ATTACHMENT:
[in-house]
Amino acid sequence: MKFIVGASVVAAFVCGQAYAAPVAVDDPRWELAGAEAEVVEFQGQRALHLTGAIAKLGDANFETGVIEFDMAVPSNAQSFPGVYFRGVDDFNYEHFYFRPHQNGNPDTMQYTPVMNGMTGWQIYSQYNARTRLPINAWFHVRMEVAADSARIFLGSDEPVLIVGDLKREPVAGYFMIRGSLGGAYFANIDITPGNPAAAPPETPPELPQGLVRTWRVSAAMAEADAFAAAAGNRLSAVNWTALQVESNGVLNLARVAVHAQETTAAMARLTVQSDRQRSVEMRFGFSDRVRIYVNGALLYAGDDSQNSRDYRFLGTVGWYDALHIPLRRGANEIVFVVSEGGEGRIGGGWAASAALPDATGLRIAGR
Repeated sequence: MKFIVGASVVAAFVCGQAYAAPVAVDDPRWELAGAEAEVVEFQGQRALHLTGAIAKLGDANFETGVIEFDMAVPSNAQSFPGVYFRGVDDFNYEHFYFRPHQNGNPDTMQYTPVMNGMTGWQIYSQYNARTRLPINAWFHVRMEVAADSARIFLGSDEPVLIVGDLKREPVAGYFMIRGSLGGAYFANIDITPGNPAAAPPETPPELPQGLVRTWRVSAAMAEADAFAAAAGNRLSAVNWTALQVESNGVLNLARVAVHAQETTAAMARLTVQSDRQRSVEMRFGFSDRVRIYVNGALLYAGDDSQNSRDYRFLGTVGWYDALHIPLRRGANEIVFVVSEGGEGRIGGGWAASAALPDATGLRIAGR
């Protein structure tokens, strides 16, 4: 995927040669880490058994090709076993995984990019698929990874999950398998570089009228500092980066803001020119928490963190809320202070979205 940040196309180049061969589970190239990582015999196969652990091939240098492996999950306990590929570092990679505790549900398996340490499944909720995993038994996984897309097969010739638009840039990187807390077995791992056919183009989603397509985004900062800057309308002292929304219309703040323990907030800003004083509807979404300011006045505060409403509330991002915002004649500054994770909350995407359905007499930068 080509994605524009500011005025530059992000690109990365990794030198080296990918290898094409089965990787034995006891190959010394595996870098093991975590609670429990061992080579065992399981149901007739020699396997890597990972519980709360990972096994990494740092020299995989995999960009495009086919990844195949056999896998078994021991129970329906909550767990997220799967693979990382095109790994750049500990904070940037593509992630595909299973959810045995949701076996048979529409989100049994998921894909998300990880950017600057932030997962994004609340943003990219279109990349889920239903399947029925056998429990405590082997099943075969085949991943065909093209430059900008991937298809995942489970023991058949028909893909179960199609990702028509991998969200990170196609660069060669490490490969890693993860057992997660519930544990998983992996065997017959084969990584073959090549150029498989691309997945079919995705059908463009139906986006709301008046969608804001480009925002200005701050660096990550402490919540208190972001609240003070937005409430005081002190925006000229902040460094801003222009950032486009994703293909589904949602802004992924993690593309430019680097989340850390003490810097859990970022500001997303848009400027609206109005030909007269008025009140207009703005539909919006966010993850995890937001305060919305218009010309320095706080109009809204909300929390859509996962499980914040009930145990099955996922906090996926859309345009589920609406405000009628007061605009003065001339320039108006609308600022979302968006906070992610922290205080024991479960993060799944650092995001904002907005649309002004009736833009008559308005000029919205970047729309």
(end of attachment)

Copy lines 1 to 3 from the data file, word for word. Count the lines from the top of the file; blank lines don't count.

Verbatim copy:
[in-house]
Amino acid sequence: MKFIVGASVVAAFVCGQAYAAPVAVDDPRWELAGAEAEVVEFQGQRALHLTGAIAKLGDANFETGVIEFDMAVPSNAQSFPGVYFRGVDDFNYEHFYFRPHQNGNPDTMQYTPVMNGMTGWQIYSQYNARTRLPINAWFHVRMEVAADSARIFLGSDEPVLIVGDLKREPVAGYFMIRGSLGGAYFANIDITPGNPAAAPPETPPELPQGLVRTWRVSAAMAEADAFAAAAGNRLSAVNWTALQVESNGVLNLARVAVHAQETTAAMARLTVQSDRQRSVEMRFGFSDRVRIYVNGALLYAGDDSQNSRDYRFLGTVGWYDALHIPLRRGANEIVFVVSEGGEGRIGGGWAASAALPDATGLRIAGR
Repeated sequence: MKFIVGASVVAAFVCGQAYAAPVAVDDPRWELAGAEAEVVEFQGQRALHLTGAIAKLGDANFETGVIEFDMAVPSNAQSFPGVYFRGVDDFNYEHFYFRPHQNGNPDTMQYTPVMNGMTGWQIYSQYNARTRLPINAWFHVRMEVAADSARIFLGSDEPVLIVGDLKREPVAGYFMIRGSLGGAYFANIDITPGNPAAAPPETPPELPQGLVRTWRVSAAMAEADAFAAAAGNRLSAVNWTALQVESNGVLNLARVAVHAQETTAAMARLTVQSDRQRSVEMRFGFSDRVRIYVNGALLYAGDDSQNSRDYRFLGTVGWYDALHIPLRRGANEIVFVVSEGGEGRIGGGWAASAALPDATGLRIAGR